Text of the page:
Decompression is a common experience following a plunge into another culture, particularly a society whose needs are as deep as those we meet in
But that doesn’t last long. It takes only a short time breathing the air of material prosperity before your soul adjusts to its previous state, discontent in all its comfort. I had not set foot on American soil before I was already returning to that state of soul deficiency.
For nearly two weeks I breathed the air of African poverty. The pastors with whom I studied had nothing compared to the pastors I know at home. Food, clothes, pens, paper, Bibles, education were nearly all luxuries to many of them. For a week we supplied those things before they boarded overcrowded busses to return to their villages and trading centers.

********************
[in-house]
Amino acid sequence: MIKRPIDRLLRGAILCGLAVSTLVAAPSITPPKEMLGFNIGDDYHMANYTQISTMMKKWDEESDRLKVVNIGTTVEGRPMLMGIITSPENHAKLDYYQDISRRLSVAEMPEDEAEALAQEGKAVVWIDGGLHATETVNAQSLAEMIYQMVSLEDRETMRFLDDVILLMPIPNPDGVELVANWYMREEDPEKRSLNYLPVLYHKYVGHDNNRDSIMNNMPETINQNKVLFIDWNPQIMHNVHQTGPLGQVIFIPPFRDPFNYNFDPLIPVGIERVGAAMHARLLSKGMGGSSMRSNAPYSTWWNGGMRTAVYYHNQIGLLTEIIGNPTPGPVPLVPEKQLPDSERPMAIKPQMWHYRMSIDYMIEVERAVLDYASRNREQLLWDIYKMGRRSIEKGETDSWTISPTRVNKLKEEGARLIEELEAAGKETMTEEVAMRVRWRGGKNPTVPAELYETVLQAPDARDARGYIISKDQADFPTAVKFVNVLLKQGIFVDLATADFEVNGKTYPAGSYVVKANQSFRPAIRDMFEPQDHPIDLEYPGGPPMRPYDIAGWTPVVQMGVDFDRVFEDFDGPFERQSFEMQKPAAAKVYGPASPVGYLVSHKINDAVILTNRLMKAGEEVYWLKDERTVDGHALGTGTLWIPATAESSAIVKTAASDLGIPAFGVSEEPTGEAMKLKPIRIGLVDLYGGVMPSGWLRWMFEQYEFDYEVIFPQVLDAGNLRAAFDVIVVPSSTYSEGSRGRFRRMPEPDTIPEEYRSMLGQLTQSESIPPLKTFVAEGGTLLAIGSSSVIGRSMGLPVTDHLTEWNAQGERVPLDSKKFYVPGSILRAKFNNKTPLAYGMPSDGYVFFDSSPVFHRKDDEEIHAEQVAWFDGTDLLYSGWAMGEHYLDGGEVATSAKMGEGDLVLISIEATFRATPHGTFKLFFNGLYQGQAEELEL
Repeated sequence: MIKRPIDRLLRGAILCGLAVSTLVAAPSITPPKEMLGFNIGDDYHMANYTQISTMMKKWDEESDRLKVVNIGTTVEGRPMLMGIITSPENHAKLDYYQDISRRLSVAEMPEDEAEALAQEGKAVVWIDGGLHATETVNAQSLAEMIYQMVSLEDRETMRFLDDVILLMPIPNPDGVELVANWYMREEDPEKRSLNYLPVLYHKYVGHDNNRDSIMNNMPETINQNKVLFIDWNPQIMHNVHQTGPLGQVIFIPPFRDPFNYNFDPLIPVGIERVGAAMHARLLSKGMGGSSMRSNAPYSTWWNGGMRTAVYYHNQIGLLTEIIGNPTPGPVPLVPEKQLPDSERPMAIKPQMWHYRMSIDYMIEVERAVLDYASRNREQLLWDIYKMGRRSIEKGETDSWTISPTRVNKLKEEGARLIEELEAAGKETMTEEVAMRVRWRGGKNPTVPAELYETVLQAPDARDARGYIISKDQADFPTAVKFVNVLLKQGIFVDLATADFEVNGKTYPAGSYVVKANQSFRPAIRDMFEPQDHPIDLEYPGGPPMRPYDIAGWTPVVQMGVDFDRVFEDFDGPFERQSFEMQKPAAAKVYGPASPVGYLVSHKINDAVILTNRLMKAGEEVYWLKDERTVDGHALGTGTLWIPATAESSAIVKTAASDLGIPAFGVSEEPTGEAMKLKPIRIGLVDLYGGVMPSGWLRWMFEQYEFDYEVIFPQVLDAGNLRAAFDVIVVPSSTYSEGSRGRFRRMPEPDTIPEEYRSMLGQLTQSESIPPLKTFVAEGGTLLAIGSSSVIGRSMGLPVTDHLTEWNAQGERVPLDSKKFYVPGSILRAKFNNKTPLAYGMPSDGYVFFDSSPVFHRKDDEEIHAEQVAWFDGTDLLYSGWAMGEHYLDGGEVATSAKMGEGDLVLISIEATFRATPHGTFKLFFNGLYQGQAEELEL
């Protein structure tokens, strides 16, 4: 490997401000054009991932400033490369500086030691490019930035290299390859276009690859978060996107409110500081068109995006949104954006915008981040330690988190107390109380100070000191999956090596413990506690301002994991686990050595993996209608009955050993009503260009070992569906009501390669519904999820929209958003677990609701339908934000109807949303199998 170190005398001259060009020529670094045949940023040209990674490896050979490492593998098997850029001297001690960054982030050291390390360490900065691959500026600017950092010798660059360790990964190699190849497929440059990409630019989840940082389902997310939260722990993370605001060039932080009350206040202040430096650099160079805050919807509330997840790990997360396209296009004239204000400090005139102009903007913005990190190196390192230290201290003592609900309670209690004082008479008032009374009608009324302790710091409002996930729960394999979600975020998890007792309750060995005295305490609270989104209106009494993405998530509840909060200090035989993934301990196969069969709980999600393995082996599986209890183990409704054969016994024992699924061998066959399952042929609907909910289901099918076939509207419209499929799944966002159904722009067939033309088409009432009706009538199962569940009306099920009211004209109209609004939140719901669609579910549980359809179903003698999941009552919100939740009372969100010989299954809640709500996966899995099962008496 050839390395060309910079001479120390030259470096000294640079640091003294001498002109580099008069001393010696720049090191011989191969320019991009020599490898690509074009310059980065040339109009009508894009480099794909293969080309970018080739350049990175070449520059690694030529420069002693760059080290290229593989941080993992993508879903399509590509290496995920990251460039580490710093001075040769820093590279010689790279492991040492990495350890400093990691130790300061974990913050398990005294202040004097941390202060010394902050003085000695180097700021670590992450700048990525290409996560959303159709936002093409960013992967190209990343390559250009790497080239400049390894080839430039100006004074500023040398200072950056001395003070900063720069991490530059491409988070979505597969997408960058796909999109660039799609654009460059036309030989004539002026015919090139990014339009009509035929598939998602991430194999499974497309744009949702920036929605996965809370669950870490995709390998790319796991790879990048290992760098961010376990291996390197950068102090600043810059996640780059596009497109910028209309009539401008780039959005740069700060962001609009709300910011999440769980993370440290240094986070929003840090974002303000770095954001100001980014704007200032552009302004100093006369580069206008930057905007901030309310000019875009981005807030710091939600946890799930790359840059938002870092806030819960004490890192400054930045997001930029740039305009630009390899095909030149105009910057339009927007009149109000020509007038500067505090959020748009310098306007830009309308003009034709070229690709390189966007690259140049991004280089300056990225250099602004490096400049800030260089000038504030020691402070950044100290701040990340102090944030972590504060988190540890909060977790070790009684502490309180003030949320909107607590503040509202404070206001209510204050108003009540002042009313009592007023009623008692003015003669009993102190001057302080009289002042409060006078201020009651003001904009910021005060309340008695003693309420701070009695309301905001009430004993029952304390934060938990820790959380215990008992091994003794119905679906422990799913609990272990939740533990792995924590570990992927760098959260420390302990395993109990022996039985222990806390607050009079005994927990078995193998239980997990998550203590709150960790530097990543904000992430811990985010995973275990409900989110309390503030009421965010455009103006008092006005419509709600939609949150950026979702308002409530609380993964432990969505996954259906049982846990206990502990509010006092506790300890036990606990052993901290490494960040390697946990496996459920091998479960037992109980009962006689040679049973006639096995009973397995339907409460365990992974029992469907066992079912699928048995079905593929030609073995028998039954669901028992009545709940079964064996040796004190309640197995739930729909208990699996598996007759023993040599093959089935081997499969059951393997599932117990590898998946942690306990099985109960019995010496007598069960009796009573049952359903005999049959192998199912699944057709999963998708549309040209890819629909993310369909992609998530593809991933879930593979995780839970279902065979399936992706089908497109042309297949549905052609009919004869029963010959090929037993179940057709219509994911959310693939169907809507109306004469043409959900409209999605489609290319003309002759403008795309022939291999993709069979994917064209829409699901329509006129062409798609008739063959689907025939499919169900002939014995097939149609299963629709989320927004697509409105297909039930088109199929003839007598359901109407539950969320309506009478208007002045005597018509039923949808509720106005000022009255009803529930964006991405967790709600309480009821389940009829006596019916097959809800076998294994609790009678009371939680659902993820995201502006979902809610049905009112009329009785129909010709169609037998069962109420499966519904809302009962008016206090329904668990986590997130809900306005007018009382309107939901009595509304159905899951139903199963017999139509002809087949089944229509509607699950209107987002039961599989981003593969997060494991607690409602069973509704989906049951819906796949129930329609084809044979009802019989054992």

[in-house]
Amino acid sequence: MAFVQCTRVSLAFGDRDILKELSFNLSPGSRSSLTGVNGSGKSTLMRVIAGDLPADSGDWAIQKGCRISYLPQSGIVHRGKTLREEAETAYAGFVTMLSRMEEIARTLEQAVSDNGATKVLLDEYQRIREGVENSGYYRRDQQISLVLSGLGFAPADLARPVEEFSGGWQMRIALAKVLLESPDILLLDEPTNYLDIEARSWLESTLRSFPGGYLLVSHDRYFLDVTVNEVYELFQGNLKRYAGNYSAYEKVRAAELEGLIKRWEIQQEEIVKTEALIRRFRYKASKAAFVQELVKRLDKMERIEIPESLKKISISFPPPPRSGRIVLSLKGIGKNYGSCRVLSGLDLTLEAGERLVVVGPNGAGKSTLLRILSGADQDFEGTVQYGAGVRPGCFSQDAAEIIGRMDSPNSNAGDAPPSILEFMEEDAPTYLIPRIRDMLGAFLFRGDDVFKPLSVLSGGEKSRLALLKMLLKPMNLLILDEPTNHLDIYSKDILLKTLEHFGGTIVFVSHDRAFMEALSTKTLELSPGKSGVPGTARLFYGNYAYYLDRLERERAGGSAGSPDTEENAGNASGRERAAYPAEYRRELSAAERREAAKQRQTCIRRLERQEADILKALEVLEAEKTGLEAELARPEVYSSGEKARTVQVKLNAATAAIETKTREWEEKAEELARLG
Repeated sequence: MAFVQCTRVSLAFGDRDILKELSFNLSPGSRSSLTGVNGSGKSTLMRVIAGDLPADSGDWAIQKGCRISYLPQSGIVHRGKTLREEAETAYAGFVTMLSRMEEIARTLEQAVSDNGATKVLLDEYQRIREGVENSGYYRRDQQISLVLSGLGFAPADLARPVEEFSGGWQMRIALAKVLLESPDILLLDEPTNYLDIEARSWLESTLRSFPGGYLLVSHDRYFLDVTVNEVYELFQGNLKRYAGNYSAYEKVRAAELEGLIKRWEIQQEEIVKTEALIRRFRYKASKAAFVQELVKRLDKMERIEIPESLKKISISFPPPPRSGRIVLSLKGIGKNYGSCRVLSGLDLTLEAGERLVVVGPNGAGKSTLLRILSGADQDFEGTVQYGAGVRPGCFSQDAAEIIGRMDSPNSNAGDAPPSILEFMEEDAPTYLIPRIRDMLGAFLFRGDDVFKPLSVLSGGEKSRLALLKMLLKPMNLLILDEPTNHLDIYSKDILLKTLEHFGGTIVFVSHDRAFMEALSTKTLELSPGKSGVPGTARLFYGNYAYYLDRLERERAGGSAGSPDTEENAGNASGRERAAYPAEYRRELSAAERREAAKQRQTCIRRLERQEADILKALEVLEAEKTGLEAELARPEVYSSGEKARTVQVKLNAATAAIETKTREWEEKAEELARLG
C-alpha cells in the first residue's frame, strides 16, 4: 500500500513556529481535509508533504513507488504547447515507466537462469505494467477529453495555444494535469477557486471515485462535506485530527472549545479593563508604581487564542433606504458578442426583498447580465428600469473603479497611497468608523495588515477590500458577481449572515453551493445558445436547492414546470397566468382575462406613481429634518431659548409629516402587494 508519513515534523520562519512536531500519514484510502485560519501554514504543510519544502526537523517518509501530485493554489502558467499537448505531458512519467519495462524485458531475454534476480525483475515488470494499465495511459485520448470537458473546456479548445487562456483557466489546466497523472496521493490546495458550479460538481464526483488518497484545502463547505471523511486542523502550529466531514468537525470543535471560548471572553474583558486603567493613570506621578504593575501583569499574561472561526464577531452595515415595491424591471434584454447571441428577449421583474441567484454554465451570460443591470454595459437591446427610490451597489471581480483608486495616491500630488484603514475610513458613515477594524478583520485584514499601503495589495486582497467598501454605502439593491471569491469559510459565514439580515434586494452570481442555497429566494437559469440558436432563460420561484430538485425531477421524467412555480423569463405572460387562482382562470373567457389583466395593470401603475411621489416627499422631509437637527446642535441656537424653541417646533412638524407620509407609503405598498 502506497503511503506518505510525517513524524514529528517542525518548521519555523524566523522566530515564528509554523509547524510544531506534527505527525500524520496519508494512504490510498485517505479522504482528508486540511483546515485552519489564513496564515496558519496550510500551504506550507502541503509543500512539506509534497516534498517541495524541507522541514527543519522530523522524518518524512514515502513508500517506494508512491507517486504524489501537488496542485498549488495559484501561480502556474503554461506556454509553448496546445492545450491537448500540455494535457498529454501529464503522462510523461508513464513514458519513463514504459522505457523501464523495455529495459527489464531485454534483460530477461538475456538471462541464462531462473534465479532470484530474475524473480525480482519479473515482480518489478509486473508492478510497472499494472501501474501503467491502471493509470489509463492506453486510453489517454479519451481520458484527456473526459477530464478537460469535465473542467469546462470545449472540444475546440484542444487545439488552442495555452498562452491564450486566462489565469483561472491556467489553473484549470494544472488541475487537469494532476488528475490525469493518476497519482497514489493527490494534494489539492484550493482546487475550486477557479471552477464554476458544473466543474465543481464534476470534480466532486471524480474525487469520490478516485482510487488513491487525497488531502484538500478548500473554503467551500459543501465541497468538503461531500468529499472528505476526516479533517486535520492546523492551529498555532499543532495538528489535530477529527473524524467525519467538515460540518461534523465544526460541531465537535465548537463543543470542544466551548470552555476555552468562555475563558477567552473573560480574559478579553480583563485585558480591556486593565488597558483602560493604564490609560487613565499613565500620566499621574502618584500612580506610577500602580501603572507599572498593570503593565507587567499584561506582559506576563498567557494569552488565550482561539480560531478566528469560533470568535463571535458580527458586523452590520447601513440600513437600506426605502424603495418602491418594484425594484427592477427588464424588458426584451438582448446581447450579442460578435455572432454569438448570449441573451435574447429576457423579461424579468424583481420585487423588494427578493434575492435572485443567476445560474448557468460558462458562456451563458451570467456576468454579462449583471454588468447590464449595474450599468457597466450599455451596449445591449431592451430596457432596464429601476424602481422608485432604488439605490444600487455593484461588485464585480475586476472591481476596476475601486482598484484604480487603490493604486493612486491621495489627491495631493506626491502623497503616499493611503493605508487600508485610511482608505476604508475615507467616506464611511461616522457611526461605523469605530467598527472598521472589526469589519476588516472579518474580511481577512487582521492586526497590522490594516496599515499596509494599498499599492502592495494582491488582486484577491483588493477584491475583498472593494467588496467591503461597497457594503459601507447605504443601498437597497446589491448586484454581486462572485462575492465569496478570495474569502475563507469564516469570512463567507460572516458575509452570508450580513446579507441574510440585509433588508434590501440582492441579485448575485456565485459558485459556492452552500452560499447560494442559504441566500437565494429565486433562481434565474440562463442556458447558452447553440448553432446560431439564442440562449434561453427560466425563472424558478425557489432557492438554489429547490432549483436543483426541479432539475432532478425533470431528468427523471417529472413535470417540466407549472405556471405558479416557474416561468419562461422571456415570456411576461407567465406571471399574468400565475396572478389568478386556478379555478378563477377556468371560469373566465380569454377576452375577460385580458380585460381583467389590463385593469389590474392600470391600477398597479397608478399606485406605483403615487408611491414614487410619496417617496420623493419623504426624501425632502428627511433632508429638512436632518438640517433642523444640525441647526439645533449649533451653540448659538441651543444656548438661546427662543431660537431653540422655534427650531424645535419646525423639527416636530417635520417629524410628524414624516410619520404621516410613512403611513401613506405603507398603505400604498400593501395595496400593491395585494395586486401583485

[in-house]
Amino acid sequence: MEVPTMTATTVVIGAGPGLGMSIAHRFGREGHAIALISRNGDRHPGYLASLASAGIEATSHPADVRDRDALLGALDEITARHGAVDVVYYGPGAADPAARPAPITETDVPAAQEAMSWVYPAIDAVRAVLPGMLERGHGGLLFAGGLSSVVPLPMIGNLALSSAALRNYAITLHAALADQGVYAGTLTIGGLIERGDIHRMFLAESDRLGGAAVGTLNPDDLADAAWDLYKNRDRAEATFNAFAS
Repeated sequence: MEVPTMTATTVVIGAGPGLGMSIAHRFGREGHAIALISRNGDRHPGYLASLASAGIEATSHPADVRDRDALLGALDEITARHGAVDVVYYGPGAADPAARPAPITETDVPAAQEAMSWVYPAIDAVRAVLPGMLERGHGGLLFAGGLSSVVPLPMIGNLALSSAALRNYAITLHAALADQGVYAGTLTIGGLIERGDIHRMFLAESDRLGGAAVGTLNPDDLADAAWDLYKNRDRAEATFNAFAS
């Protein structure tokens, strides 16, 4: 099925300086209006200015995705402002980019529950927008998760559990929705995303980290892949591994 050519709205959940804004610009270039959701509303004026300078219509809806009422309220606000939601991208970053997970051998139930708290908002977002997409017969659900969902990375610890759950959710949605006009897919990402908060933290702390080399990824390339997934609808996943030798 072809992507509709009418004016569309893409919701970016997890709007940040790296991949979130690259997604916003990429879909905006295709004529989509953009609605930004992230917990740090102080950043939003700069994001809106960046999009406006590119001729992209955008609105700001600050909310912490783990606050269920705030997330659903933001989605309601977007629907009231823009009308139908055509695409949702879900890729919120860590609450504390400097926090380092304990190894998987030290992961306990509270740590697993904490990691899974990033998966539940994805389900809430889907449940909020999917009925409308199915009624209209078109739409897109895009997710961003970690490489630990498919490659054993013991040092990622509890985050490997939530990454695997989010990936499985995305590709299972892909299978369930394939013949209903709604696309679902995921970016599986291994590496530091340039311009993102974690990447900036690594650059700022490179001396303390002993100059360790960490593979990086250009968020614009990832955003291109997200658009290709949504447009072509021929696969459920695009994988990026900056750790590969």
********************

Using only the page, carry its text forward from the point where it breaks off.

We “prayer-walked” in Kashanyarzi, where poverty and disease were palpable and stench-filled like
Small blackchildren with runny noses and filthy hands followed us about the
Then the British Air 777 lands at Heathrow and an air-conditioned bus takes me to the Holiday Inn. I begin to breathe the air to which my soul has become accustomed, and before long I have begun reentry. My room is too hot or too cold. The internet doesn’t work. My slacks are wrinkled from their two weeks in the suitcase. The buffet at the restaurant is too expensive. British food tastes bland to my Tex Mex palate. The next morning the process continues. The video screen at my seat on my flight home is “conked out” (to use the flight attendant’s technical explanation), so I am unable to watch in-flight movies. The headrest on my seat does not remain extended and is uncomfortable. By the time I land in